Books read, April-June 2017

Posted on July 03, 2017 under Books

Another quarter gone, another mini book review post to follow. I read 15 books this quarter, bringing my total up to 31. I’m easily on track for my goal of 50 books in 2017!

American Gods by Neil Gaiman

I first read this book in early 2013 and decided to re-read it four years later in anticipation of the Starz adaptation (of which I have only watched two episodes – not sure that it’s going to hold my attention). I would say I enjoyed this sprawling, consuming tale less than I did four years ago, but Gaiman’s writing is still enjoyable. I greatly admire his ability for synthesis; there’s so much going on in the novel and he manages to tie together so many histories and mythologies. The premise was less charming to me this time around, and there was a subplot which, while enthralling, didn’t feel as though it was a part of the same book. Overall I’d say it’s an ambitious, well-executed, but flawed novel.

The Eyre Affair by Jasper Fforde

This was a very fun and clever book about an alternate 1980s UK. The main character, Thursday Next, is a Literary Detective who enters the world of Jane Eyre to pursue a murderer. (Yes, in this world the line between fiction and reality is not so clear…) I’ve seen comparisons to The Hitchhiker’s Guide to the Galaxy, which I haven’t read, but I got a definite Phantom Tollbooth vibe with a pinch of Vonnegut for good measure. I think I’ll end up reading the rest of the books in this series when I want something light but not too fluffy.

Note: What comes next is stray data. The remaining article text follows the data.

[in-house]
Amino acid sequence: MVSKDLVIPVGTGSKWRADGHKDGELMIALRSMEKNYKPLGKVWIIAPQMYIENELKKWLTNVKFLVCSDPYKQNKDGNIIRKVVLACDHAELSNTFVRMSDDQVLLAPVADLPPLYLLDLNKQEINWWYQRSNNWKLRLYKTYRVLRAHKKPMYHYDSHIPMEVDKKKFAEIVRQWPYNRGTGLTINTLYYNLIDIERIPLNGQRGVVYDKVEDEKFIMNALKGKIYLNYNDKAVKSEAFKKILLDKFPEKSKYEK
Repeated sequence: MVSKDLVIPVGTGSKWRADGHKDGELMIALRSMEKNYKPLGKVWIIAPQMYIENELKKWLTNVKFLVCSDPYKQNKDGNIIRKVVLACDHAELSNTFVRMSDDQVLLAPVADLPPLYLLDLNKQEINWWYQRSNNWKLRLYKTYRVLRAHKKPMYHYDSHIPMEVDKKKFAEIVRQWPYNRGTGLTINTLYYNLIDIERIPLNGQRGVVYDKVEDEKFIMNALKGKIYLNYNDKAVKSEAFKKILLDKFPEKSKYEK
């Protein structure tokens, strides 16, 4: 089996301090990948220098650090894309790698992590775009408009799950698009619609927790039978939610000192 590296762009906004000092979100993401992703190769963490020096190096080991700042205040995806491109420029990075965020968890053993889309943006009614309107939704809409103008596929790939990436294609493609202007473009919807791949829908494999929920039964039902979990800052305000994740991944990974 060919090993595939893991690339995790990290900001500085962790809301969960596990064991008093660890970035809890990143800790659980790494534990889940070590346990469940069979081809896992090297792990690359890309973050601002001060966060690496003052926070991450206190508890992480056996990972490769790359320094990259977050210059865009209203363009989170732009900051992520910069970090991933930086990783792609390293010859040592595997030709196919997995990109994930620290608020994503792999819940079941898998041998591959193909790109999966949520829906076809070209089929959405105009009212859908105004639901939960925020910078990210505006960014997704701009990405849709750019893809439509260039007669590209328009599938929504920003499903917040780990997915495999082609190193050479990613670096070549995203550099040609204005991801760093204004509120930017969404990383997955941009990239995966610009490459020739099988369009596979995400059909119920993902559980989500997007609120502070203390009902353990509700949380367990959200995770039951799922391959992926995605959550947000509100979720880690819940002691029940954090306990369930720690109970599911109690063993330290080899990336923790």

A Girl Is A Half-Formed Thing by Eimear McBride

I would call this a stream-of-consciousness prose poem rather than a novel. It’s unrelentingly bleak – think childhood illness, brain cancer, sexual abuse, the works. I find extended stream-of-consciousness narratives difficult and tedious, so I guess I wasn’t the right audience for this book from the outset. Combine that with the unending horrors presented in the book and it’s not easygoing. At certain points, I marvelled at McBride’s use of language, particularly towards the end of the novel. But I think that when a book is so unyielding in its darkness, the scales can tip towards melodrama and the whole thing can be surprisingly emotionally hollow. That was the case for me with this book, in any event.

Geek Love by Katherine Dunn

This book blew my mind when I first read it at age seventeen. Suffice to say I loved it even more the second time around. It tells the tale of the Binewskis, a circus family whose children are bred – with various cocktails of drugs – to be purposefully deformed so that they may draw large crowds. Its narratives alternate between the past and present, told by one of the middle children, Olympia, who is an albino, hunchbacked dwarf. As the story draws on the family’s dramas become more and more disturbing and perverse. Dunn’s prose is exquisite and insightful: she doesn’t just offer up an intriguing, dramatic plot (complete with murder, a cult, and so much more), but also meditations on normalcy. It’s unflinching, imaginative, and wholly extraordinary.

The Stone Angel by Margaret Laurence